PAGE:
Yet another ass kissing article from AP Anita Snow
Posted: 17 September 2007 08:38 AM   [ Ignore ]
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Wow. I feel dirty reading this article and feel bad for Ms. Snow now that she has finished her training at the Granma school of journalism.

Raśl Castro focuses on small steps
Quality of Cubans’ lives tops agenda

By Anita Snow, Associated Press |  September 16, 2007

HAVANA - With Raśl Castro in charge, Cuba has raised payments to milk and meat producers, is paying off its debts to farmers, and has stopped blocking the import of parts needed to keep vintage cars rumbling along.
Travelers can even bring in DVD players and game consoles, highly coveted by Cubans starved for high-tech entertainment.

Raśl’s ailing brother, Fidel, is still showing leadership behind the scenes, and as provisional president, he has only taken small steps. But he’s already giving clues to how he might govern once he takes full control - paying special attention to quality-of-life problems, publicly scolding state managers, and acknowledging that salaries don’t cover basic needs.

The new Chinese buses on intercity routes are evidence of the Raśl effect. They were in the planning before Fidel got sick, but they have become much more visible since Raśl said in a speech last year that he was sick of hearing bureaucrats’ excuses and he wanted results.

To boost food production, lawmakers agreed in June to pay producers 2.5 times more for milk and meat included in the island’s heavily subsidized ration program and in meals provided at similarly low-cost workplace cafeterias, schools, hospitals, and community centers. The prices consumers pay will remain the same.

At the same gathering National Assembly members were told that the state had just paid off debts worth $23 million to the small farmers and cooperatives that grow two-thirds of the island’s fruits and vegetables, and renegotiated $35 million in other debts.

The change is evident in style, too. Where a Fidel speech could devote hours to communism, his brother’s oratory is much more short and direct, and Cubans love his public attacks on government failures.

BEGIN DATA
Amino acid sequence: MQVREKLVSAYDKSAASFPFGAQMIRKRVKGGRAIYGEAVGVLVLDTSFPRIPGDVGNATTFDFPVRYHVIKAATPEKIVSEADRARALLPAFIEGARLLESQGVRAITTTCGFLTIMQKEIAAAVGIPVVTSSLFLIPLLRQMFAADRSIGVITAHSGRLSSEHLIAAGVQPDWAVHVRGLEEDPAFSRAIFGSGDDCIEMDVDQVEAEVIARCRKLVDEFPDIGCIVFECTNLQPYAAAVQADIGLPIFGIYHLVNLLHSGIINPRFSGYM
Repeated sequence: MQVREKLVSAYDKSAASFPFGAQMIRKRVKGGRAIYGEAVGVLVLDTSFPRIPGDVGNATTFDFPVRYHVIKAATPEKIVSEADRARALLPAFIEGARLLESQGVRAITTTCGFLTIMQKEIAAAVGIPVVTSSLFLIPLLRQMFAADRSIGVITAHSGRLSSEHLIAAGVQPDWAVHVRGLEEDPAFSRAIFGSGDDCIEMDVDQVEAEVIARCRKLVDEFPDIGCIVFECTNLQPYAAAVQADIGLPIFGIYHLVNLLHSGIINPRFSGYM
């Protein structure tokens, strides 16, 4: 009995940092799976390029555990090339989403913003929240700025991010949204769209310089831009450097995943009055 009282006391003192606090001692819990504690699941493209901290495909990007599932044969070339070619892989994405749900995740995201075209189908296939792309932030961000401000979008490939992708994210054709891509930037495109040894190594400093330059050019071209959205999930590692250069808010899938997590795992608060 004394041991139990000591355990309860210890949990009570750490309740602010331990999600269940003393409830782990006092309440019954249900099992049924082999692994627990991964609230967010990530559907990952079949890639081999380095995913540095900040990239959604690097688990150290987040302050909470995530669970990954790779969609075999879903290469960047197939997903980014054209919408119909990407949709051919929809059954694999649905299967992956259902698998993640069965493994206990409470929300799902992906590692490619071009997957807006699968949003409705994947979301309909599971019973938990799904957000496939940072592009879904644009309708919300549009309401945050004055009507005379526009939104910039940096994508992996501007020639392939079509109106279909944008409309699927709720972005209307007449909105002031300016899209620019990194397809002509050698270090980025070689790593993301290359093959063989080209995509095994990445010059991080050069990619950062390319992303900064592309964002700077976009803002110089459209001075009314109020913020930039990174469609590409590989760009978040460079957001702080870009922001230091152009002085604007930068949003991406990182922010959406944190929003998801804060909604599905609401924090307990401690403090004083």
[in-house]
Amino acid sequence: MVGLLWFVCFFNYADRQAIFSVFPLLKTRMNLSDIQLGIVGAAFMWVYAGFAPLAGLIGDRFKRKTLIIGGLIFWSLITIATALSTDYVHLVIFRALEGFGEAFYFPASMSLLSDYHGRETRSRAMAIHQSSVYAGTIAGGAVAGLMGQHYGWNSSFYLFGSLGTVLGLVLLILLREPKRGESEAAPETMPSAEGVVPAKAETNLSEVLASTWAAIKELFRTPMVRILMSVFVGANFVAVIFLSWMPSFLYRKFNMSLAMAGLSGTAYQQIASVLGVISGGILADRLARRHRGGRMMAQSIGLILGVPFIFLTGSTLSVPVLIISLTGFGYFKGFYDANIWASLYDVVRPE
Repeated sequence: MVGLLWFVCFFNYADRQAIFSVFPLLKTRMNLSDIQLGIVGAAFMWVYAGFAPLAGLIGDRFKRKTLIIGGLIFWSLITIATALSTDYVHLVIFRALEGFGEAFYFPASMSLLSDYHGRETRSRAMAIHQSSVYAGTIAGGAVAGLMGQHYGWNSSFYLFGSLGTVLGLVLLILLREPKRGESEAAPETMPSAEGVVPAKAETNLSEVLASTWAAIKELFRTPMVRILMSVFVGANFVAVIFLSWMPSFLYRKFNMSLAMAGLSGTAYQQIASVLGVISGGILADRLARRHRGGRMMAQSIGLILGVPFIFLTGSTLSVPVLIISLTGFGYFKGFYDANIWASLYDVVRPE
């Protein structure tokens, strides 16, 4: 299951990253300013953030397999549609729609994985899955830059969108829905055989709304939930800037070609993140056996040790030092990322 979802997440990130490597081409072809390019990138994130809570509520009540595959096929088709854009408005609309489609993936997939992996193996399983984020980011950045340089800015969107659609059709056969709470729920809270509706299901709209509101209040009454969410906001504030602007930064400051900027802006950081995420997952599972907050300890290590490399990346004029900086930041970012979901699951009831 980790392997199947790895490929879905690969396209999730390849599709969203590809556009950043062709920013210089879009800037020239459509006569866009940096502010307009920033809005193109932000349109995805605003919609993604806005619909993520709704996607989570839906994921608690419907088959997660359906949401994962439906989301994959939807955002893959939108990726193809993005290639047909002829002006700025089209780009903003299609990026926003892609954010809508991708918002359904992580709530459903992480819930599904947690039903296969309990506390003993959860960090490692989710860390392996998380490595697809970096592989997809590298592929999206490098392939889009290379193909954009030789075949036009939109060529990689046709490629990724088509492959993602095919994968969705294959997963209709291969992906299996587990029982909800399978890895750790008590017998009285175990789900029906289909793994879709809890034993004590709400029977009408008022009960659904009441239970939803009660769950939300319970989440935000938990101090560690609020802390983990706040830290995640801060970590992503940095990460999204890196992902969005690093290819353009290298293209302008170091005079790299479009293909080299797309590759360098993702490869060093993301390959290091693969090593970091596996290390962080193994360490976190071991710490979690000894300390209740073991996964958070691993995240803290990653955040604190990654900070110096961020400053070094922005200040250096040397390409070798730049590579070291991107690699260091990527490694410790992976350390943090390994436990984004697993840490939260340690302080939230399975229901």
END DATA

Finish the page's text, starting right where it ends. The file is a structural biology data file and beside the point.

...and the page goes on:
But 76-year-old Raśl is only a caretaker president, and officials insist that 81-year-old Fidel will be back. And as long as Fidel is alive, no one thinks Raśl will dare to make big moves that could annoy the older brother he has loved and admired since they were boys.

Thomas Fingar, the US deputy director of national intelligence, told the US Congress in June that while the Cuban public has high expectations of improvement, “Significant, positive political change is unlikely immediately.”

As caretaker president, Raśl has “very limited running room,” said Cuba analyst Phil Peters of the Lexington Institute, a prodemocracy think tank outside Washington. “He seems to be looking for small practical things that can make Cubans’ lives easier.”

Cuban exiles in Miami are consumed with rumors that Fidel is dying or dead. But Cubans on the island rarely mention him nowadays - they’re already more focused on what Raśl will do.

They were pleased to hear him confirm on television that state salaries fail to cover basic necessities, and some even cheered when Raśl delivered a slap at inefficient state managers by commenting sardonically about government farms infested with a fast-growing, thorny bush called marabu.

They nodded knowingly as Raśl publicly questioned why all Cubans aren’t guaranteed milk in their monthly food rations, not just children under 7. They also noticed that the milk comment was dropped from the official transcript of the televised speech.

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